Four years after the state acquired 1,200 acres of farmland in Central Oahu, most of it sits unused.
The state Agriculture Development Corp. bought the land with the idea of preserving former pineapple lands for diversified agriculture and small farmers.
But so far, only about 200 acres -- less than 15 percent -- is being used for farming. The rest is lying fallow.
"We have dumb projects like this. They sound good, we're going to help people but the state should not be in this business because the state does not do a good job," said state Sen. Sam Slom (R) Hawaii Kai.
James Nakatani, executive director of the state Agriculture Development Corp., blames procurement delays and lack of water.
The state bought the land without any water guarantees. Instead, it had to bring the water in through pipes or dig wells, expensive ventures that the state has not able to implement.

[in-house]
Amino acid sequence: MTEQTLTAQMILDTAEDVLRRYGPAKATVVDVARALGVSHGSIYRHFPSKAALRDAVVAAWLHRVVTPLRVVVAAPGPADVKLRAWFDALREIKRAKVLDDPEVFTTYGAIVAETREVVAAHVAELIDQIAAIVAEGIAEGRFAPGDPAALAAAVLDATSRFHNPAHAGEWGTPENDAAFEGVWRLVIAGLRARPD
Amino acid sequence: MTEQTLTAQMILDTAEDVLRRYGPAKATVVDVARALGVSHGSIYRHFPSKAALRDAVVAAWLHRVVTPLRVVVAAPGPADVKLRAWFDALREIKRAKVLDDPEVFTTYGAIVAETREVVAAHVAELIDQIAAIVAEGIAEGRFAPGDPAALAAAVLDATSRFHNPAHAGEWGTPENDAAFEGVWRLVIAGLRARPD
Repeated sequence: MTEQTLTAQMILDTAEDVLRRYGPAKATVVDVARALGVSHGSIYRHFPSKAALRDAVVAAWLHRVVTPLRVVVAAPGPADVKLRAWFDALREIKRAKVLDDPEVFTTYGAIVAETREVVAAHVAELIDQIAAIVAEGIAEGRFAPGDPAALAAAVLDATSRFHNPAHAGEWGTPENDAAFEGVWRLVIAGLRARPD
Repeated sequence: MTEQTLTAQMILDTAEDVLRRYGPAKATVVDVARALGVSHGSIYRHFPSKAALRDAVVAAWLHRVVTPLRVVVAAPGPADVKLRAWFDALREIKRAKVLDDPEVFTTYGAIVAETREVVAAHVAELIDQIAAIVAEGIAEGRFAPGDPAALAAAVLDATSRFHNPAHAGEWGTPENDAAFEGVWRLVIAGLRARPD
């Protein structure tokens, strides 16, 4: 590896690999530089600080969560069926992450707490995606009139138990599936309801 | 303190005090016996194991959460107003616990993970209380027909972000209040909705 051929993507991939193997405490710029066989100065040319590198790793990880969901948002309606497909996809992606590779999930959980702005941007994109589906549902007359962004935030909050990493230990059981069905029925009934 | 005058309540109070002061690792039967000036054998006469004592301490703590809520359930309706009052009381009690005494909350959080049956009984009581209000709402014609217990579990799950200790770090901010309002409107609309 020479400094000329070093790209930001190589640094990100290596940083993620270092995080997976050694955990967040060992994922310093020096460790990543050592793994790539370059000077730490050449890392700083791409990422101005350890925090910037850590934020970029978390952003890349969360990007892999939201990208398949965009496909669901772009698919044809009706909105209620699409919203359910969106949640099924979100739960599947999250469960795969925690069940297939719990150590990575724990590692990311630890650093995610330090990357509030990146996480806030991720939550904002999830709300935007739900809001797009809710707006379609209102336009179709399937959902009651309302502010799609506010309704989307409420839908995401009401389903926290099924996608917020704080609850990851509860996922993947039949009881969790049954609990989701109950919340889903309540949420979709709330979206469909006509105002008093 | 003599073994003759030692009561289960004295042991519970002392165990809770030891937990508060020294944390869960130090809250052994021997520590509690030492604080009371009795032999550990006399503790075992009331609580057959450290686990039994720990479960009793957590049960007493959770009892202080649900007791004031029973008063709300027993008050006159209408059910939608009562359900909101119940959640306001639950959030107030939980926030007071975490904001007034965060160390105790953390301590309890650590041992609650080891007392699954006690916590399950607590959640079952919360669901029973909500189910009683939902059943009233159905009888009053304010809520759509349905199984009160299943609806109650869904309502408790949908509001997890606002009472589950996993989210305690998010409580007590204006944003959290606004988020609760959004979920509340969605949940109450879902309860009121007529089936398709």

"How do you have agriculture without water ... It was a harebrained scheme, it didn't make any sense," said Slom.
When Hawaii News Now toured some of the farms, water pumps were visible from the roadside were not hooked up to pipes connecting to the farms.
"There's supposed to be a reservoir built but there's no reservoir. So there is no farming because there's no water," said environmental activist Carroll Cox.
"Not a single plant has been planted or harvested. There is something wrong with this."